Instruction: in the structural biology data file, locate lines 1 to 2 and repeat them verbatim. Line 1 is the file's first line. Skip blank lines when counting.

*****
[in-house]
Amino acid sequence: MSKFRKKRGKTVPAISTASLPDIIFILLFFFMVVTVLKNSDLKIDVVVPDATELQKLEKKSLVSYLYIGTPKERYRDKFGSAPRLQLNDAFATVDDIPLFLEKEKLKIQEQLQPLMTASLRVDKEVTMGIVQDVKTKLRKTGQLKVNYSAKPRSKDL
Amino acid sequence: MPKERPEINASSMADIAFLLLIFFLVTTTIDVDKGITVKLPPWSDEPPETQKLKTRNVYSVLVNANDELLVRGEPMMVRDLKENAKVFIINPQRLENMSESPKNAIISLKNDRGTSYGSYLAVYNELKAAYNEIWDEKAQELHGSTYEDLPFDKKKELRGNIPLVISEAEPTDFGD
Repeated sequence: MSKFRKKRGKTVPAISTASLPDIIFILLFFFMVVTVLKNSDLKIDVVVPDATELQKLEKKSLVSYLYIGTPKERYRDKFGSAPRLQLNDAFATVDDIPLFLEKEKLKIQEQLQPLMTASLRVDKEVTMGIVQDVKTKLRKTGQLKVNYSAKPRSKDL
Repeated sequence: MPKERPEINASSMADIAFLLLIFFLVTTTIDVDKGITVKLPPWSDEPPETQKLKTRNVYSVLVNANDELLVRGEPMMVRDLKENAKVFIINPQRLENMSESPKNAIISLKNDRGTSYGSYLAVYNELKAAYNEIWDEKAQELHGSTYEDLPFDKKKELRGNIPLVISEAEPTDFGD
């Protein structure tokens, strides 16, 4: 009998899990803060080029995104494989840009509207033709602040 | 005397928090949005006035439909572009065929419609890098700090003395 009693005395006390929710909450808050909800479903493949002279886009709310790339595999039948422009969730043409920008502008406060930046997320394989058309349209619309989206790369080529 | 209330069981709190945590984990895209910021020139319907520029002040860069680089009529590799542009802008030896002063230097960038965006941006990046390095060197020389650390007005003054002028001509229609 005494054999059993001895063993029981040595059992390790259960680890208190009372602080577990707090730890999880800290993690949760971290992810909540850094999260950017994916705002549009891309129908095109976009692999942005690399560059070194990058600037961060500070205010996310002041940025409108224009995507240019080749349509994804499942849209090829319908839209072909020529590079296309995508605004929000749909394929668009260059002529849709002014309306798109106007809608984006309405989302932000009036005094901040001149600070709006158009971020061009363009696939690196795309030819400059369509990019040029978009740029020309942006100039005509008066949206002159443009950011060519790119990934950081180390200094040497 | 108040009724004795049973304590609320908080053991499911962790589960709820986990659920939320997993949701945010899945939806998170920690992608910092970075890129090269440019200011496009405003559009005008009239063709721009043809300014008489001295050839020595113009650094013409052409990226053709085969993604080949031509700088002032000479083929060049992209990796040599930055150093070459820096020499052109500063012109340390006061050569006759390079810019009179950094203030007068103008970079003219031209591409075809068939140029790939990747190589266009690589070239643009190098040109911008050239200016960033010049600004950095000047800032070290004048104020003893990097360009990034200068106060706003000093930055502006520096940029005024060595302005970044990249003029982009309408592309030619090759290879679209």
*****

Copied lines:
[in-house]
Amino acid sequence: MSKFRKKRGKTVPAISTASLPDIIFILLFFFMVVTVLKNSDLKIDVVVPDATELQKLEKKSLVSYLYIGTPKERYRDKFGSAPRLQLNDAFATVDDIPLFLEKEKLKIQEQLQPLMTASLRVDKEVTMGIVQDVKTKLRKTGQLKVNYSAKPRSKDL